Changes From the SEC: Confidentiality is Key

IPO (Initial public offering)
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By Blake Baron

In a recent effort to foster increased public offering activity, the U.S. Securities and Exchange Commission (SEC) announced on June 29, 2017 that it will permit all companies to submit voluntary draft registration statements relating to initial public offerings (IPOs), certain follow-on offerings and national securities exchange listings for non-public review. This process will be available for nearly all offerings made in the first year after a company has entered the public reporting system. This benefit will take effect on July 10, 2017.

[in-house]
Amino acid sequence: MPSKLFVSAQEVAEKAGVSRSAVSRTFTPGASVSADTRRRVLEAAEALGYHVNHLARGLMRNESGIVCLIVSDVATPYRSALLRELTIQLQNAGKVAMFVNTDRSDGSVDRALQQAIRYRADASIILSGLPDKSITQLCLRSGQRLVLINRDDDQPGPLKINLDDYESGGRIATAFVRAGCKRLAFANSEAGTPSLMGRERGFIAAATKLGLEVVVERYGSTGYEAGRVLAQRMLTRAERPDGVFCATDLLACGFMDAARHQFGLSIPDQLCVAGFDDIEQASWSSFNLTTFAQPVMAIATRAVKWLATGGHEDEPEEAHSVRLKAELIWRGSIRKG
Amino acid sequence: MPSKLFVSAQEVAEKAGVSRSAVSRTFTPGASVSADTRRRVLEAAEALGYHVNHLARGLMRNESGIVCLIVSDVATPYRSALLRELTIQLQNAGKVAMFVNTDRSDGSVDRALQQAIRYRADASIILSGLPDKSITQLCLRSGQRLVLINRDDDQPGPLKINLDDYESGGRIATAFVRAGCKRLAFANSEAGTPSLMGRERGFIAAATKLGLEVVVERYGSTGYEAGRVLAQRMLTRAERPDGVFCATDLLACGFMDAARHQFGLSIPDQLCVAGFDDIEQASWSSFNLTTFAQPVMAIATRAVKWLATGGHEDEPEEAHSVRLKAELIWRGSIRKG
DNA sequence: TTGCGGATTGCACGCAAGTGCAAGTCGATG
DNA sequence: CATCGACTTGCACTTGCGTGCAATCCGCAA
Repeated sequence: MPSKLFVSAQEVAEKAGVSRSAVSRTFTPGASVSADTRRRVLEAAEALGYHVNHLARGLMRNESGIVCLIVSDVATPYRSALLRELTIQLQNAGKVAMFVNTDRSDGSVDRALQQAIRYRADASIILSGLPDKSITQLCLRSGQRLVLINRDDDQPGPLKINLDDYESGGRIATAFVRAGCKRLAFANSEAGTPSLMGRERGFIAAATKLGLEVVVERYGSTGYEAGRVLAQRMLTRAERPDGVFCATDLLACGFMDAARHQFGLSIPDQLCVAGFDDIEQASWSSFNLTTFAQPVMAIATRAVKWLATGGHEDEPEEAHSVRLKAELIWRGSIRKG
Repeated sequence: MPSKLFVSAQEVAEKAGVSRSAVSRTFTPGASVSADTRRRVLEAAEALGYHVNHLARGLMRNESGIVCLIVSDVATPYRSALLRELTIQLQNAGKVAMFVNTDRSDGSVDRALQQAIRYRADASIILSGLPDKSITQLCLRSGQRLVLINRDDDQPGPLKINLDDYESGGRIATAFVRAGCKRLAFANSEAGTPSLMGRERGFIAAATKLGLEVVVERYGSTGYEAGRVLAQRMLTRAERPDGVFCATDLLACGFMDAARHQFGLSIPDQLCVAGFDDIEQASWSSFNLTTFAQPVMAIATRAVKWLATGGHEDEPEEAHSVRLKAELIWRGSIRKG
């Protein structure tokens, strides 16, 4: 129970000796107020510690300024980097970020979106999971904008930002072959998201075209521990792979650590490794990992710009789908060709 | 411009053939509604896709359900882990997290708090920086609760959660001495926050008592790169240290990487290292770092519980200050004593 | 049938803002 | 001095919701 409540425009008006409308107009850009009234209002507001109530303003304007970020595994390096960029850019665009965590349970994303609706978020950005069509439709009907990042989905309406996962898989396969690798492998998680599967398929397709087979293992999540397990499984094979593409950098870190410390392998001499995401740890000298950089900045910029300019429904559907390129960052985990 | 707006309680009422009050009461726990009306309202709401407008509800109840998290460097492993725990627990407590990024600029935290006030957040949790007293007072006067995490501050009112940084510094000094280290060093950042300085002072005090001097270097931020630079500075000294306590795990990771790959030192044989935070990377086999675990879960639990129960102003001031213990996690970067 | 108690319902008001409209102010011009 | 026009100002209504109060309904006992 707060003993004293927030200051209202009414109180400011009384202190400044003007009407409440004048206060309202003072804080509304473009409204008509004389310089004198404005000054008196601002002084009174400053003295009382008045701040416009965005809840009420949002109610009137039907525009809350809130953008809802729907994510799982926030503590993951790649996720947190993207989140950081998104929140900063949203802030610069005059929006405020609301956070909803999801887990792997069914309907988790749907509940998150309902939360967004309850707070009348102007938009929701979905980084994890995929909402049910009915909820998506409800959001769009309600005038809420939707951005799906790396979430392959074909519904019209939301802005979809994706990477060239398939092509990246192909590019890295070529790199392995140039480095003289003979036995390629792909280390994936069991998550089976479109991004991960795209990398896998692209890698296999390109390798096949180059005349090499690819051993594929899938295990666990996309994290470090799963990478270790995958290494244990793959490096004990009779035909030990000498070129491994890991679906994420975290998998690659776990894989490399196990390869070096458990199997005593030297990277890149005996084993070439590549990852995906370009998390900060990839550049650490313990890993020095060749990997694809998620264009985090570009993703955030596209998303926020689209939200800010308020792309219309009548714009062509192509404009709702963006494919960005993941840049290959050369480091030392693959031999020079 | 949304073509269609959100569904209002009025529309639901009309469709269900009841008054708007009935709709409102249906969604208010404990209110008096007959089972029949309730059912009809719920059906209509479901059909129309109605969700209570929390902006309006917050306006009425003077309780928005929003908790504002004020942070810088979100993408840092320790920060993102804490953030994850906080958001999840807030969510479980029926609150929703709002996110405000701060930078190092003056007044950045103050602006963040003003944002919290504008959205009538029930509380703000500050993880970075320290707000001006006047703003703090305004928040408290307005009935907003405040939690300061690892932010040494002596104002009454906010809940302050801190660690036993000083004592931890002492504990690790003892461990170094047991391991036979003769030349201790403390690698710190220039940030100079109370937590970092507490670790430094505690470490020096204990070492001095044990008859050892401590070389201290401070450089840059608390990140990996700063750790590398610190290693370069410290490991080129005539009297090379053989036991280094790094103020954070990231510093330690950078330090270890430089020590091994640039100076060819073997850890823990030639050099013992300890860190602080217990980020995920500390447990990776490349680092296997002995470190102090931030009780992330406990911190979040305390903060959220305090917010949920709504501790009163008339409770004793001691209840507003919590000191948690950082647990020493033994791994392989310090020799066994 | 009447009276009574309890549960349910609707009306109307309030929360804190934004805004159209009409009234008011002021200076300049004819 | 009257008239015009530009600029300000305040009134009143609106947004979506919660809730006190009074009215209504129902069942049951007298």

So, why is this an important change?

This degree of confidentiality will allow companies to have more flexibility in structuring their offering. Prior to the announcement, only IPOs by emerging growth companies (EGCs), along with various foreign private issuer offerings, were able to participate in confidential reviews of draft registration statements. The expansion of confidential review to all enterprises, is intended to “…foster capital formation, provide investment opportunities, and protect investors,” said the Director of the Division of Corporation Finance, Bill Hinman, in a June 30 statement.

The non-public review process reduces the potential exposure to market fluctuations that could negatively impact an offering or harm the public shareholders. More companies now have the capacity for better planning of their offering and improved protections.

This could be a huge advantage for some. What will this change mean for you?

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